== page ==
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Feast of Saint Rocco






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Every August the community holds a celebration for the Feast of Saint Rocco. The article below, originally published in the September 2001 Il Postino, describes one such event.
The Feast of Saint Rocco
By Il Postino Staff

The story of a Frenchman who made a pilgrimage to Rome, curing many of disease along the way through religious acts, draws people to churches every August to celebrate his life. This man would later be proclaimed a saint – Saint Rocco.


Photo: Laura D'Amelio. The Ottawa Firefighters Band led a procession to celebrate the Feast of Saint Rocco.

On August 12, the Italian community in Ottawa gathered at St. Anthony’s Church to celebrate the Feast of St. Rocco. Though the sweltering summer heat challenged the stamina of those who attended, St. Anthony’s Church was filled beyond capacity for this religious and cultural tradition.

After mass, the Ottawa Firefighters Band led a procession through the surrounding area of the church. The band was accompanied by local women and children dressed in traditional Italian outfits and carrying flower arrangements. A statue of St. Rocco, carried by four local men, was followed by a procession of people singing and praying in honour of the saint.

This Sunday scene is typical of the Feast of St. Rocco, and for that matter every Saint’s Feast Day. While the event may seem predictable, it is steeped in the past of the Italian community not only in Ottawa, but across the country and around the world.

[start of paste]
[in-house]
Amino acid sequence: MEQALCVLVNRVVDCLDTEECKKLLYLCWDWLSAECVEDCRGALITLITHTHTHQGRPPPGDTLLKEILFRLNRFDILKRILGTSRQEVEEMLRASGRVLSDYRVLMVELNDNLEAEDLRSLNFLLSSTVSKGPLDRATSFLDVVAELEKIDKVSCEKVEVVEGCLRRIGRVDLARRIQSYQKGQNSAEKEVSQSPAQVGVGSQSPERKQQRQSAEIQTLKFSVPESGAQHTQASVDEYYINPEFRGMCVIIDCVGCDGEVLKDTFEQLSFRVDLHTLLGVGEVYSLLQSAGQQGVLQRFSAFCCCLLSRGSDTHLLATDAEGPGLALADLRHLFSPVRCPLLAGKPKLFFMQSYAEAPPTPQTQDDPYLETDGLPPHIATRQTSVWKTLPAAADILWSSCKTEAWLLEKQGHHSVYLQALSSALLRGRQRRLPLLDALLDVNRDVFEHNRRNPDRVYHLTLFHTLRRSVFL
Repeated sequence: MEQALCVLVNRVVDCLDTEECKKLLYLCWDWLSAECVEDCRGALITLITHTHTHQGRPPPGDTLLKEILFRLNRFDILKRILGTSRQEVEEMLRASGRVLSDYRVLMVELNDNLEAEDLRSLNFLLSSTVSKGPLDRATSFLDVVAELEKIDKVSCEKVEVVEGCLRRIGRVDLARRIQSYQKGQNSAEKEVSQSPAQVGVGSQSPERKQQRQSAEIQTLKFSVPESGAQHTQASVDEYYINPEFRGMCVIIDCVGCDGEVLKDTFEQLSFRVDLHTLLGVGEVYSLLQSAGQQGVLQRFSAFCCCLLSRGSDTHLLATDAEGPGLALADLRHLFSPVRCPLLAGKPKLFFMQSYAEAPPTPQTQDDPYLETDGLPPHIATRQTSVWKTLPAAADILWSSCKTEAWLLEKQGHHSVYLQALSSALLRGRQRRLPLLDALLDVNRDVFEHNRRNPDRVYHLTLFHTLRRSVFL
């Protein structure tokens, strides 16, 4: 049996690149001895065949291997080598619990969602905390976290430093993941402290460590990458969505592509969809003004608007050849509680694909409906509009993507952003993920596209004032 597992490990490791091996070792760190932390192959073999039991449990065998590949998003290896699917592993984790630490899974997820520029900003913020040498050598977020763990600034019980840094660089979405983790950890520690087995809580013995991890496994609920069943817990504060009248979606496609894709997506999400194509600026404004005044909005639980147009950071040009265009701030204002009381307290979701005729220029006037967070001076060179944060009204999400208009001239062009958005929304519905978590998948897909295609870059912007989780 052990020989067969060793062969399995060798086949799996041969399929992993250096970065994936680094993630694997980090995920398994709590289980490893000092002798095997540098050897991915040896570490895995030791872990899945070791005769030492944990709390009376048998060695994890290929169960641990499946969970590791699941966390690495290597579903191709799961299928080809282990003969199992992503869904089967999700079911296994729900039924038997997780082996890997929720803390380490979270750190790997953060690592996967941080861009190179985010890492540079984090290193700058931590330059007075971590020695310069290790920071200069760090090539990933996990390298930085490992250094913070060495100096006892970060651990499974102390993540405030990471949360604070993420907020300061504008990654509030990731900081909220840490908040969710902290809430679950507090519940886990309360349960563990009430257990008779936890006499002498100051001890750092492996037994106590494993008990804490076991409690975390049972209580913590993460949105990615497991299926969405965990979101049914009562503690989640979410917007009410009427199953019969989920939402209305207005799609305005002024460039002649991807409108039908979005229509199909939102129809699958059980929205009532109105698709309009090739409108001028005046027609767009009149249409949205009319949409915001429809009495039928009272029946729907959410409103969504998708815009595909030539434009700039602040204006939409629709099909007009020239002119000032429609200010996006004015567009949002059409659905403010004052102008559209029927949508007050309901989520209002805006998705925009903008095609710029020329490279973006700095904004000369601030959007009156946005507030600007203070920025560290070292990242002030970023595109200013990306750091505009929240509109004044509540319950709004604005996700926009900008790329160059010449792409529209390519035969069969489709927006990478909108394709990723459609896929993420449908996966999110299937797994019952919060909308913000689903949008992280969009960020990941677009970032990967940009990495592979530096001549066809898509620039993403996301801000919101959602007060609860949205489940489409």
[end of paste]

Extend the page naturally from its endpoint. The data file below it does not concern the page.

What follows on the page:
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On August 16 the city of Roccamontepiano in Chieti, Italy, celebrated the Feast of St. Rocco with the same fanfare and traditions as Ottawa. The Ottawa Firefighters Band had the honour of performing at this feast as well and Canadian visitors got a chance to experience the feast day in a town that honours St. Rocco as their patron saint.

Located on a wooded foothill on the eastern side of the Maiella, near the Alento River, the town of Roccamontepiano has a population of around 2,000 inhabitants. The town dates back to the Middle Ages when people were attracted to settle there because of the abundance of water.
Photo: Laura D'Amelio. Women and children dressed in traditional Italian outfits to celebrate the Feast of Saint Rocco in Ottawa and, like those in Roccamontepinao, balanced conche on their head.
Theologians consider Saint Rocco’s statue unique because of its pose – he points to a sore on his leg. Few images of saints expose any afflictions or handicaps.
The Ottawa Firefighters Band led a procession to celebrate the Feast of Saint Rocco.

Each year on August 16th, people flock to the town to drink water from a spring which is a part of Saint Rocco’s Sanctuary, the location of a miracle performed by the saint. The festivities in Roccamontepinao also began with a religious ceremony and led to a procession much like that seen in Ottawa. Women in traditional dress and a statue of the saint proceeded through the city followed by a large crowd. The women balanced conche, traditional water-carrying vessels, on their heads. For the festival they fill the conche with bunches of colourful flowers. The Abbruzo region, where Roccamontepinao is located, is known for its abundance of flowers because of the fertile soil. Later, food and fun were served up to complete the celebration.

Though thousands of miles apart the similar festivities convincingly prove the connection Italians maintain with their culture. And the inclusion of young Italians in the festivities ensures the continuance of this tradition.

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